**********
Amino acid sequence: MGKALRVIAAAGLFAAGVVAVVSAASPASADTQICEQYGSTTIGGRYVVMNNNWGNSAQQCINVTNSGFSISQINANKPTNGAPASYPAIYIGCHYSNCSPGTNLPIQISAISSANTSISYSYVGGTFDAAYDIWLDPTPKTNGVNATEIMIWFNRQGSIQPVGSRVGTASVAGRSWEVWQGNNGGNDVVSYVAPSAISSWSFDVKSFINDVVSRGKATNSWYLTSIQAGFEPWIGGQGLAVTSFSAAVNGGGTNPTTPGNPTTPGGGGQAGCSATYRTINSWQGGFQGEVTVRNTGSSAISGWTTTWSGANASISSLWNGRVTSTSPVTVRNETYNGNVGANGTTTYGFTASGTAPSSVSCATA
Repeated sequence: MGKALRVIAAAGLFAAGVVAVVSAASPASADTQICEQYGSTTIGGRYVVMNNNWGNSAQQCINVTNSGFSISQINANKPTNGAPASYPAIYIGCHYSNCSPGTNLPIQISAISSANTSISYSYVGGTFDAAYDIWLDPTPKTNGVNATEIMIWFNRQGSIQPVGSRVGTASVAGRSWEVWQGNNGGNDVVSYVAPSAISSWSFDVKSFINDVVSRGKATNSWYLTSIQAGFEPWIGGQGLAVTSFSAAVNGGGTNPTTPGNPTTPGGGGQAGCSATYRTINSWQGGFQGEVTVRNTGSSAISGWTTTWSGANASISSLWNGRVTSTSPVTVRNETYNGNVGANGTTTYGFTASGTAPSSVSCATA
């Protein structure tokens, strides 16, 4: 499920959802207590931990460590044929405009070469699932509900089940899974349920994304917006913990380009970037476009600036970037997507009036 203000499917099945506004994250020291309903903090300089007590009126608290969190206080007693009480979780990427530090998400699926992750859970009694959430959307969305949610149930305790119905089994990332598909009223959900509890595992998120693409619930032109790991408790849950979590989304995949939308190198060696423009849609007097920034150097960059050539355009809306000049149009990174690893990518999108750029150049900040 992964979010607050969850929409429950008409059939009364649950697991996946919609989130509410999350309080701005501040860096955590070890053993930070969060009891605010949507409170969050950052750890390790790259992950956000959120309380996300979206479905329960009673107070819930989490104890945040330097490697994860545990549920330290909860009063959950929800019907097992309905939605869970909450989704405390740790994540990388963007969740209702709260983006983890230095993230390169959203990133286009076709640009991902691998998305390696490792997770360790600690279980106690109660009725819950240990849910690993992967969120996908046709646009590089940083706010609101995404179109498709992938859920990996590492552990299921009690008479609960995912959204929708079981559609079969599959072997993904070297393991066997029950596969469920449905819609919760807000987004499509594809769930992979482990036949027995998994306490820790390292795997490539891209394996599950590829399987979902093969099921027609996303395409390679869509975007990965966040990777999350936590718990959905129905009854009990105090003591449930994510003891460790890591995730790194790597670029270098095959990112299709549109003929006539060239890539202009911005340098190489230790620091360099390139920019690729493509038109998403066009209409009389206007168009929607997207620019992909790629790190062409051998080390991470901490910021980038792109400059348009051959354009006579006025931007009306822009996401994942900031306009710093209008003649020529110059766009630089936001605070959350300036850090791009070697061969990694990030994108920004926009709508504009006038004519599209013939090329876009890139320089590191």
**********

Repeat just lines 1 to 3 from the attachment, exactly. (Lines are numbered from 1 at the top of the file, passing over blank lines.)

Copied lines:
Amino acid sequence: MGKALRVIAAAGLFAAGVVAVVSAASPASADTQICEQYGSTTIGGRYVVMNNNWGNSAQQCINVTNSGFSISQINANKPTNGAPASYPAIYIGCHYSNCSPGTNLPIQISAISSANTSISYSYVGGTFDAAYDIWLDPTPKTNGVNATEIMIWFNRQGSIQPVGSRVGTASVAGRSWEVWQGNNGGNDVVSYVAPSAISSWSFDVKSFINDVVSRGKATNSWYLTSIQAGFEPWIGGQGLAVTSFSAAVNGGGTNPTTPGNPTTPGGGGQAGCSATYRTINSWQGGFQGEVTVRNTGSSAISGWTTTWSGANASISSLWNGRVTSTSPVTVRNETYNGNVGANGTTTYGFTASGTAPSSVSCATA
Repeated sequence: MGKALRVIAAAGLFAAGVVAVVSAASPASADTQICEQYGSTTIGGRYVVMNNNWGNSAQQCINVTNSGFSISQINANKPTNGAPASYPAIYIGCHYSNCSPGTNLPIQISAISSANTSISYSYVGGTFDAAYDIWLDPTPKTNGVNATEIMIWFNRQGSIQPVGSRVGTASVAGRSWEVWQGNNGGNDVVSYVAPSAISSWSFDVKSFINDVVSRGKATNSWYLTSIQAGFEPWIGGQGLAVTSFSAAVNGGGTNPTTPGNPTTPGGGGQAGCSATYRTINSWQGGFQGEVTVRNTGSSAISGWTTTWSGANASISSLWNGRVTSTSPVTVRNETYNGNVGANGTTTYGFTASGTAPSSVSCATA
């Protein structure tokens, strides 16, 4: 499920959802207590931990460590044929405009070469699932509900089940899974349920994304917006913990380009970037476009600036970037997507009036 203000499917099945506004994250020291309903903090300089007590009126608290969190206080007693009480979780990427530090998400699926992750859970009694959430959307969305949610149930305790119905089994990332598909009223959900509890595992998120693409619930032109790991408790849950979590989304995949939308190198060696423009849609007097920034150097960059050539355009809306000049149009990174690893990518999108750029150049900040 992964979010607050969850929409429950008409059939009364649950697991996946919609989130509410999350309080701005501040860096955590070890053993930070969060009891605010949507409170969050950052750890390790790259992950956000959120309380996300979206479905329960009673107070819930989490104890945040330097490697994860545990549920330290909860009063959950929800019907097992309905939605869970909450989704405390740790994540990388963007969740209702709260983006983890230095993230390169959203990133286009076709640009991902691998998305390696490792997770360790600690279980106690109660009725819950240990849910690993992967969120996908046709646009590089940083706010609101995404179109498709992938859920990996590492552990299921009690008479609960995912959204929708079981559609079969599959072997993904070297393991066997029950596969469920449905819609919760807000987004499509594809769930992979482990036949027995998994306490820790390292795997490539891209394996599950590829399987979902093969099921027609996303395409390679869509975007990965966040990777999350936590718990959905129905009854009990105090003591449930994510003891460790890591995730790194790597670029270098095959990112299709549109003929006539060239890539202009911005340098190489230790620091360099390139920019690729493509038109998403066009209409009389206007168009929607997207620019992909790629790190062409051998080390991470901490910021980038792109400059348009051959354009006579006025931007009306822009996401994942900031306009710093209008003649020529110059766009630089936001605070959350300036850090791009070697061969990694990030994108920004926009709508504009006038004519599209013939090329876009890139320089590191």